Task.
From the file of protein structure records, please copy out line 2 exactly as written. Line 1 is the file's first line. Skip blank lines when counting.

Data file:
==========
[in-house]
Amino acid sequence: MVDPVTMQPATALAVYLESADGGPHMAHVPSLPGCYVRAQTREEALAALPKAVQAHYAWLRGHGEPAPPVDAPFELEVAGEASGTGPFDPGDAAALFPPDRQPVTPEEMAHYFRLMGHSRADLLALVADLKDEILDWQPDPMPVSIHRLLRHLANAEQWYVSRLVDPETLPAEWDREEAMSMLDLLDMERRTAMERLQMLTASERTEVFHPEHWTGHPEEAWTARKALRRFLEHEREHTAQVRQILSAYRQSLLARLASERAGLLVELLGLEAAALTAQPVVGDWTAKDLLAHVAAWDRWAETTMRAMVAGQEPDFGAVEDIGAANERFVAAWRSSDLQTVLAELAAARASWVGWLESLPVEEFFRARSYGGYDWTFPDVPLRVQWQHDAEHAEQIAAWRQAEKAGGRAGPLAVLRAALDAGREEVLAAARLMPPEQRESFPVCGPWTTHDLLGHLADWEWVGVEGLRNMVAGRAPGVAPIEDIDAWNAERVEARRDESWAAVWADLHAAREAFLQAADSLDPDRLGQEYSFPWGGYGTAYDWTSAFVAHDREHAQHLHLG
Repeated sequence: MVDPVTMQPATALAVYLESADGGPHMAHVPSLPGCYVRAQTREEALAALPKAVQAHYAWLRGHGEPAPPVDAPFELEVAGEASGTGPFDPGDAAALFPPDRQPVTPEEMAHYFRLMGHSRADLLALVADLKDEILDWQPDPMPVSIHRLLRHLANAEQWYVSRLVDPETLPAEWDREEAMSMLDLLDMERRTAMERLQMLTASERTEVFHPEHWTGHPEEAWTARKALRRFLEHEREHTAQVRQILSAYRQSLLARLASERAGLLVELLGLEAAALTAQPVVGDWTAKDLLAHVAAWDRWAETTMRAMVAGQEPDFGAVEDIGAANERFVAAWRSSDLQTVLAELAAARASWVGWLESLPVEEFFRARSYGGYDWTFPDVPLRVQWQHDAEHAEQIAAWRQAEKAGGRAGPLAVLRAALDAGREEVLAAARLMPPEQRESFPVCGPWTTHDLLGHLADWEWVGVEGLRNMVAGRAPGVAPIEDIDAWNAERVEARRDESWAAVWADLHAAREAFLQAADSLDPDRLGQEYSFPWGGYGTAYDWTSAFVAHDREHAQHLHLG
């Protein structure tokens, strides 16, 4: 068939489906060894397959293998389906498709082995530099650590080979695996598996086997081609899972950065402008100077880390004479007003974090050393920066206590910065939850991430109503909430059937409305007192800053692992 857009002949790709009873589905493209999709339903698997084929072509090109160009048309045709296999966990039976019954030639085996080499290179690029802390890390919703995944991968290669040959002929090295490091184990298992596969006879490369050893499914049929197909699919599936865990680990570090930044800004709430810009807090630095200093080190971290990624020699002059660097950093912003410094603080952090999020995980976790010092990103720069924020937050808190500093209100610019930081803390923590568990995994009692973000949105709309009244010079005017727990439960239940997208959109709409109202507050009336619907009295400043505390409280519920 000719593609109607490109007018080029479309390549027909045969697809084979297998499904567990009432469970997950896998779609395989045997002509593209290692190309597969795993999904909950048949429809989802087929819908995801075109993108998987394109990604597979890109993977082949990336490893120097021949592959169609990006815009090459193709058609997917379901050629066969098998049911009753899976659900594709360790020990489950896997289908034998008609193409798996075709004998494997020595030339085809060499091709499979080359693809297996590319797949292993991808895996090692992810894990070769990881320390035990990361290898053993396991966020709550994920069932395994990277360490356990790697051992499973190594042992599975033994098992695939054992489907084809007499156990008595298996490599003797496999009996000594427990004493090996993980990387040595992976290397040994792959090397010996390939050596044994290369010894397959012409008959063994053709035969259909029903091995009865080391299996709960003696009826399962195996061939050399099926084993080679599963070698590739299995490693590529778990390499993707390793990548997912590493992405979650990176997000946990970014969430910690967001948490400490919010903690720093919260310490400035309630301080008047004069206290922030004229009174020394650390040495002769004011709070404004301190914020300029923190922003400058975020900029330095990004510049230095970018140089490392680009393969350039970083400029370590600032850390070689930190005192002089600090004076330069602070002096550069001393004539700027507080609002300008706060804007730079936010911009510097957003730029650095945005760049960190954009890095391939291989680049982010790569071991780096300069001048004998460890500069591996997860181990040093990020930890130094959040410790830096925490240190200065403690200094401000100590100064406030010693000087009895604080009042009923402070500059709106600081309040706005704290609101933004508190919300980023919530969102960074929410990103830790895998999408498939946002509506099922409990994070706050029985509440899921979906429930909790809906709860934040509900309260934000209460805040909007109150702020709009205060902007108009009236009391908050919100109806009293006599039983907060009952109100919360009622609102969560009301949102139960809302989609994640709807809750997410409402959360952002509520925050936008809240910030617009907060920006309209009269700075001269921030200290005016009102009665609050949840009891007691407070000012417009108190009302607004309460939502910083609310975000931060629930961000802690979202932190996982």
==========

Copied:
Amino acid sequence: MVDPVTMQPATALAVYLESADGGPHMAHVPSLPGCYVRAQTREEALAALPKAVQAHYAWLRGHGEPAPPVDAPFELEVAGEASGTGPFDPGDAAALFPPDRQPVTPEEMAHYFRLMGHSRADLLALVADLKDEILDWQPDPMPVSIHRLLRHLANAEQWYVSRLVDPETLPAEWDREEAMSMLDLLDMERRTAMERLQMLTASERTEVFHPEHWTGHPEEAWTARKALRRFLEHEREHTAQVRQILSAYRQSLLARLASERAGLLVELLGLEAAALTAQPVVGDWTAKDLLAHVAAWDRWAETTMRAMVAGQEPDFGAVEDIGAANERFVAAWRSSDLQTVLAELAAARASWVGWLESLPVEEFFRARSYGGYDWTFPDVPLRVQWQHDAEHAEQIAAWRQAEKAGGRAGPLAVLRAALDAGREEVLAAARLMPPEQRESFPVCGPWTTHDLLGHLADWEWVGVEGLRNMVAGRAPGVAPIEDIDAWNAERVEARRDESWAAVWADLHAAREAFLQAADSLDPDRLGQEYSFPWGGYGTAYDWTSAFVAHDREHAQHLHLG